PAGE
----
Thursday, May 2, 2019

May 2 Radio History

➦In 1922... WBAP Fort Worth, TX signed-on.

The station shared time with Dallas stations WFAA and WRR. It was the first station in the United States to have an audible logo signal similar to the NBC chimes, the WBAP cowbell. According to President Herbert Hoover, the station's call letters stood for "We Bring A Program".

On May 15, 1923, the Federal Radio Commission expanded the broadcast band, and WBAP and WFAA moved to 630 kHz. Another expansion moved WBAP to 600 kHz effective April 15, 1927, and this frequency was shared with WOAI in San Antonio. On November 11, 1928, WBAP moved to 800 kHz, and on June 1, 1929, WFAA also moved to 800 kHz, sharing time (and NBC Red network affiliation) with WBAP.

Station owner Amon G. Carter was unhappy with having to share time on 800 kHz with WFAA. In May 1938, Carter Publishing purchased KGKO Wichita Falls (570 kHz) and moved it to Fort Worth as an affiliate of the NBC Blue network (which became ABC), and more importantly as a second frequency to be used when 800 kHz was not available. On March 29, 1941, as a consequence of the Treaty of Havana, WBAP and WFAA moved one last time, to 820 kHz.

Carter eventually sold half of KGKO to A.H. Belo, owners of WFAA, and on April 27, 1947, KGKO was replaced by a second shared frequency between WBAP and WFAA.

The dual frequency sharing arrangement between WBAP and WFAA continued through the 1950s and 1960s, with the stations switching frequencies several times a day. When WBAP changed frequencies, it signaled the change with a cowbell, which became widely associated with the station.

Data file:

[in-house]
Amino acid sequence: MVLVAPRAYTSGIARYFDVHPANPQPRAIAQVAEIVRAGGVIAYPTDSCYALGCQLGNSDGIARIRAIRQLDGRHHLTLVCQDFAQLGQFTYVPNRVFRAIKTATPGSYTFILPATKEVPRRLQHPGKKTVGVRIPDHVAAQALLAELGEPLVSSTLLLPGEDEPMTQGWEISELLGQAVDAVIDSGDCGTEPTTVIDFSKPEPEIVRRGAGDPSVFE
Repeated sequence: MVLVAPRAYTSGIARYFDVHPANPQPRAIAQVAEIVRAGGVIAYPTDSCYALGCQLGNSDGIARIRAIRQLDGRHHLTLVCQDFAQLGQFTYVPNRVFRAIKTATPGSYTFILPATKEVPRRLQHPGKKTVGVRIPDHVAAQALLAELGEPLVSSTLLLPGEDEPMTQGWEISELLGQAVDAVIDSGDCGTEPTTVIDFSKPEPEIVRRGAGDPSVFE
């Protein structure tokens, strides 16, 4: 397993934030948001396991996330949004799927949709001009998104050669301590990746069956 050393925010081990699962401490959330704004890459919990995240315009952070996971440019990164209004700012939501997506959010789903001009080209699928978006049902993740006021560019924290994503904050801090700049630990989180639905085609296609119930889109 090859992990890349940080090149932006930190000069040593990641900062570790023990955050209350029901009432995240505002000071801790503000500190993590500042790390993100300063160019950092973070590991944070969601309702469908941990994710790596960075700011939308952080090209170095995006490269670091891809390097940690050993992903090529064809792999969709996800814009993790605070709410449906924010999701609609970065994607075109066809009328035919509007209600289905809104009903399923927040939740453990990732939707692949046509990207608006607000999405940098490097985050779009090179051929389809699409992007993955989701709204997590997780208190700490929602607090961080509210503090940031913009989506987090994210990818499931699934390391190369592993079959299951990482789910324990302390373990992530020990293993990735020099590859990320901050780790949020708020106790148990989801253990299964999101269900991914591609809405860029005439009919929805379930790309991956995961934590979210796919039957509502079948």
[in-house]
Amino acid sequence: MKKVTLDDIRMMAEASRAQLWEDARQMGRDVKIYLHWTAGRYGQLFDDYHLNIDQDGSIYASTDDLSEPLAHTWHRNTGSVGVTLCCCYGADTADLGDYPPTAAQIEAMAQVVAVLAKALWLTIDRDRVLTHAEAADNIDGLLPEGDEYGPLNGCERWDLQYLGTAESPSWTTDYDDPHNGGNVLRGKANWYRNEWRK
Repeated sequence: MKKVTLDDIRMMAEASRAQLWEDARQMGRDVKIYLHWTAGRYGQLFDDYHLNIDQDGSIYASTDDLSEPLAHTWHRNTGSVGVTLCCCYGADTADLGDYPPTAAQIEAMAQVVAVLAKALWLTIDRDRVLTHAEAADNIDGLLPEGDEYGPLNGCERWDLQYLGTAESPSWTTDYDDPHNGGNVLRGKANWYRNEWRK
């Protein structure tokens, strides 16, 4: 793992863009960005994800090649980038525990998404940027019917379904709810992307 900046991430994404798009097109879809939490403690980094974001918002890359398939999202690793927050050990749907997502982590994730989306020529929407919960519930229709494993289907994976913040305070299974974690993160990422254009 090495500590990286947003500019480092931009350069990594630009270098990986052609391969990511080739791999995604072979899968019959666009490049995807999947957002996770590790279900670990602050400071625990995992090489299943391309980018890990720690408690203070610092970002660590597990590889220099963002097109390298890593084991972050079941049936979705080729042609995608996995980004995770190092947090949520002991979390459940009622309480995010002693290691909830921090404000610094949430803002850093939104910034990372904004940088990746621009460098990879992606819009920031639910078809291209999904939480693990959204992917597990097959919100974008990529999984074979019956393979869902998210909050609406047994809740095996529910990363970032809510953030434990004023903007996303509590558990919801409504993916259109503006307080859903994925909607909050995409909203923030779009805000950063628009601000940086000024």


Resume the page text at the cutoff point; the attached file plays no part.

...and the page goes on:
Even though the stations swapped frequencies several times each day, the network affiliations remained constant: NBC network programming stayed on 820 kHz and ABC network programming stayed on 570 kHz. This frequently proved confusing for announcers and listeners alike.

On May 1, 1970, the unique dual split-frequency lives of WBAP and WFAA ended when WBAP paid $3.5 million to WFAA in exchange for sole occupancy of 820 kHz (and the NBC affiliation).

WFAA took on 570 kHz (and the ABC affiliation) full-time. Once the frequency-sharing with WFAA ended in 1970, both stations were free to program musical formats, and WBAP began programming country music.

It also gained the added benefit of 820's clear-channel signal; previously WFAA controlled it during these prime nighttime hours. After a series of network affiliation changes in the late 1970s among WBAP, KRLD and WFAA, WBAP switched affiliations to ABC.

➦In 1928...KPQ-AM, Wenatchee, WA signed-on.
The original license for what would become KPQ was granted in 1927 to radio station entrepreneur Louis Wasmer, who named Seattle as the city of license and chose the call letters KGCL. He sold the not-yet-broadcasting station to a local sporting goods store, who officially changed the calls to KPQ. The store then resold it to Westcoast Broadcasting, who in 1928 "moved out" the station to Wenatchee.